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Preparing for a product design interview

I have been interviewed hundreds of times for projects and jobs throughout my career. One thing that always helped me stand out and get the project or a job was the preparation before the interview.

Alex Dovhyi
Alex Dovhyi
4 min read
Preparing for a product design interview

Welcome to an 🔥explorers-only🔥 edition of the weekly newsletter by Alex’s Camp at the intersection of the design’s interplay with product, business, and technology. Each week I give honest advice and answer readers’ questions on growing a business, advancing a career, and practical tips to help you amplify positive impact.


Prep can help you nail common questions, find a way to answer unexpected questions, and simply sets your brain into interviewing mindset. Even if you spend a few hours, this will give you a big leg up.

From my experience, the preparation process can be divided into two parts:

  1. Research
  2. Practice

Today, I’m sharing some of my personal advice and my favorite resources to help you make the preparation process more manageable. If there’s anything you’d like to add, feel free to leave a comment below 👇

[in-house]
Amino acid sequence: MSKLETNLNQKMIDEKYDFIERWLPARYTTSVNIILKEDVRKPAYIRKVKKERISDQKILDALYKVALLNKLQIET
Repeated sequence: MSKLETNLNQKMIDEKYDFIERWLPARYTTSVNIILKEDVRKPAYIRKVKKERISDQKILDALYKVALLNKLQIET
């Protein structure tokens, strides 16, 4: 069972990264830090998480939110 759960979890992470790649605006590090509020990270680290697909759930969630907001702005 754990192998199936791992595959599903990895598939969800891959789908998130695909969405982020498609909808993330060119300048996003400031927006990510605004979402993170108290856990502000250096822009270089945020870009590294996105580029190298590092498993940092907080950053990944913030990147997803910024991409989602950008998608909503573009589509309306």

Disclaimer: This guide will assist you in preparing for an interview, but it will not assist you in doing the actual job.

Research

Before preparing for the interview and finding answers to the common questions, I study the company, its product(s), and interviewing process.

Research the company

Visiting a company's website or LinkedIn can help you find the basic information:

  • What are their mission, vision, and core values? See if you resonate with those.
  • What did they launch recently? What are the kinds of projects they're doing? See if you find this kind of project exciting and challenging enough.
  • Who are their competitors? Look at some of its competitors' best practices that this company doesn't use yet.
  • Where do you think it's going in the next 3-5 years? See if it aligns with your long-term strategy.

Even better if you can find or know someone from the company to give you an honest insight.

"What you become is far more important than what you get." - Jim Rohn.

Use the product(s)

Create an opinion of what could be improved, but don't get into it immediately. This is common mistake designers make when interviewing. They review a product and point out a few areas of improvement. If you're interviewing for a Junior position, it's okay.

Senior designers don't do that for one simple reason — they don't know the context of previous decisions yet. In design, context plays a critical role when it comes to analyzing design decisions.

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